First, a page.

A blog post by Tom Schwolert
I’ve been thinking a lot about what it means to live a life of significance. Ten months ago my perfectly healthy 17 year old son died due to complications from the flu. A few weeks ago, I resigned from my youth and family position, and I am in a time of transition. I also turned 50 over the summer. Oh, and my youngest daughter just turned 16.
Do Your Own Thing by Ibrahim Lujaz on Flickr
Yes, this past year has been like no other. I have struggled to find meaning in the darkest of times. I’ve found myself asking the big life questions almost daily. It has been the most difficult time I’ve ever experienced in my life; yet strangely, it has provided me with a depth of understanding and clarity that I did not know even existed. Let me explain.
Last Saturday a small group of close friends and family gathered in my living room to consider the possibilities of developing a non-profit ministry and/or foundation in honor of my son Max. We had incredible conversation filled with both tears and laughter. We found ourselves telling stories about Max and how he lived his life. As we went around the circle sharing stories, we realized that there was a common thread to all these stories: acceptance.
We realized that Max’s passion was to let everyone around him know that they were accepted, that they belonged, and that they were safe with him. The cool thing about it is that I really don’t think Max knew he was consciously doing it. It came naturally to him. His “sweet spot” was letting others know they were accepted and loved. After that incredibly inspiring morning in my living room, my thoughts have been wandering and wondering about what this means for me and what it means for the church.
You and I each have a “thing.” Yes, we each have that “thing” (highly theological word I learned in seminary) about us that I see as something God-given. You can call it a spiritual gift, a skill, whatever…but God has given you and me something that is unique. It comes naturally, we don’t really have to work at it. It’s something you can’t not do. And what Max has taught me as I move into a new chapter of my life is that God wants me to live my “thing.” God has made me unique for unique purposes, and when I live into and out of those gifts God has given me I become a steward of Christ’s love and mercy in this world. I find my purpose for this life and God has a way of blessing me and others through that. It’s being a steward of what God has given me.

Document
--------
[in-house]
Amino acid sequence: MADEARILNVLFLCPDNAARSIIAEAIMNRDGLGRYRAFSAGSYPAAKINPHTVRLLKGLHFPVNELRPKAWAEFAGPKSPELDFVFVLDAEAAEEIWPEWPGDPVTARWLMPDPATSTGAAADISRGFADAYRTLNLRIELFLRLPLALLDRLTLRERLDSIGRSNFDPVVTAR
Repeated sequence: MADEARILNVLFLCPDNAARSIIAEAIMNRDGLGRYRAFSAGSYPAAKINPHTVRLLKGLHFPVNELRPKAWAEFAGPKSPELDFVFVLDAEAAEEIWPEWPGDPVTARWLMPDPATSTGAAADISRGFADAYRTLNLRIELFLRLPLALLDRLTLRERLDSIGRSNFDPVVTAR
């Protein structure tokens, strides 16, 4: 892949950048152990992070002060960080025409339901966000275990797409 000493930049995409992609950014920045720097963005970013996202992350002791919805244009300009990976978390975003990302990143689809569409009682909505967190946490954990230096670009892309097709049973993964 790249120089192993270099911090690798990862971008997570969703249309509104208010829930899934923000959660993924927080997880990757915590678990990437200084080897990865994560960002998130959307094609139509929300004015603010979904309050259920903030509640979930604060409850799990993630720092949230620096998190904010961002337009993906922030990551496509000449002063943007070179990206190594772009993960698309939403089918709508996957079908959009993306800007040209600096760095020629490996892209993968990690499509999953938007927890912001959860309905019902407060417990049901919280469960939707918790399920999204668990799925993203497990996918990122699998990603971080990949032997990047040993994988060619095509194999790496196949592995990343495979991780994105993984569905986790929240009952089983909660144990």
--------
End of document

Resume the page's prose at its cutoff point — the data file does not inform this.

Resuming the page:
So if you are in a place in life where you aren’t able to do your “thing,” you probably are restless, unsatisfied, and unfulfilled. What would a church look like where everyone was doing their “thing?” It’s what Kenda Creasy Dean calls “Practicing Passion.” What would ministry with those in the first third of life look like if our mission were to help young people discover their “thing” and then help them do their “thing?” This just might look a lot different than trying to figure out ways to get people to show up at our church stuff. So get out there and do your “thing” and help others do their “thing,” and God promises that God will do God’s thing through us.
After 26 years in congregational youth and family ministry, Tom is taking a break and focusing on discovering what God has in store for this next chapter in ministry.